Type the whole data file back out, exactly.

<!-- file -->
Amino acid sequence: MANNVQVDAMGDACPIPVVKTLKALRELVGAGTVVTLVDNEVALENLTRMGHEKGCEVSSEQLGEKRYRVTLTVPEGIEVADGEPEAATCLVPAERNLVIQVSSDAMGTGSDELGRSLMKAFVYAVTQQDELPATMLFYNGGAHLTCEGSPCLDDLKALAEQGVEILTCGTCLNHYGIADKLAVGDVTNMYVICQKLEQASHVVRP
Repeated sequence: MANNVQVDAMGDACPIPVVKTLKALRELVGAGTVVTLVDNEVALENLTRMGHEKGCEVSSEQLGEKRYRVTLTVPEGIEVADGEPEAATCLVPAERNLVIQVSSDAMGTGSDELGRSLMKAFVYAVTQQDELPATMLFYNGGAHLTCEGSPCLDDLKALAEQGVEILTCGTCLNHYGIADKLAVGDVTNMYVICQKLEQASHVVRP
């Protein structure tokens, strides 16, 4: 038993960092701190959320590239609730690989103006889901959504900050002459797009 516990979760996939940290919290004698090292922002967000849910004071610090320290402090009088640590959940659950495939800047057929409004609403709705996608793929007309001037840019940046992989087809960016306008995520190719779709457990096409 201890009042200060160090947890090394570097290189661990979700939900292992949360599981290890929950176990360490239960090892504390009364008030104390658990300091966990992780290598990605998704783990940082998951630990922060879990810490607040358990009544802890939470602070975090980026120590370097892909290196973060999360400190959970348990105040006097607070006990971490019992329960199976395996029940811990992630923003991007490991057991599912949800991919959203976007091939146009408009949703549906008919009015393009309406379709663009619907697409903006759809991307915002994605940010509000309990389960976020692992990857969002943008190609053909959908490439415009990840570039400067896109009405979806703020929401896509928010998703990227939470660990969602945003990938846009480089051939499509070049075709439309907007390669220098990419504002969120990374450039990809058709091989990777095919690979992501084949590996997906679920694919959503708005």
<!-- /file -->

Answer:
Amino acid sequence: MANNVQVDAMGDACPIPVVKTLKALRELVGAGTVVTLVDNEVALENLTRMGHEKGCEVSSEQLGEKRYRVTLTVPEGIEVADGEPEAATCLVPAERNLVIQVSSDAMGTGSDELGRSLMKAFVYAVTQQDELPATMLFYNGGAHLTCEGSPCLDDLKALAEQGVEILTCGTCLNHYGIADKLAVGDVTNMYVICQKLEQASHVVRP
Repeated sequence: MANNVQVDAMGDACPIPVVKTLKALRELVGAGTVVTLVDNEVALENLTRMGHEKGCEVSSEQLGEKRYRVTLTVPEGIEVADGEPEAATCLVPAERNLVIQVSSDAMGTGSDELGRSLMKAFVYAVTQQDELPATMLFYNGGAHLTCEGSPCLDDLKALAEQGVEILTCGTCLNHYGIADKLAVGDVTNMYVICQKLEQASHVVRP
């Protein structure tokens, strides 16, 4: 038993960092701190959320590239609730690989103006889901959504900050002459797009 516990979760996939940290919290004698090292922002967000849910004071610090320290402090009088640590959940659950495939800047057929409004609403709705996608793929007309001037840019940046992989087809960016306008995520190719779709457990096409 201890009042200060160090947890090394570097290189661990979700939900292992949360599981290890929950176990360490239960090892504390009364008030104390658990300091966990992780290598990605998704783990940082998951630990922060879990810490607040358990009544802890939470602070975090980026120590370097892909290196973060999360400190959970348990105040006097607070006990971490019992329960199976395996029940811990992630923003991007490991057991599912949800991919959203976007091939146009408009949703549906008919009015393009309406379709663009619907697409903006759809991307915002994605940010509000309990389960976020692992990857969002943008190609053909959908490439415009990840570039400067896109009405979806703020929401896509928010998703990227939470660990969602945003990938846009480089051939499509070049075709439309907007390669220098990419504002969120990374450039990809058709091989990777095919690979992501084949590996997906679920694919959503708005």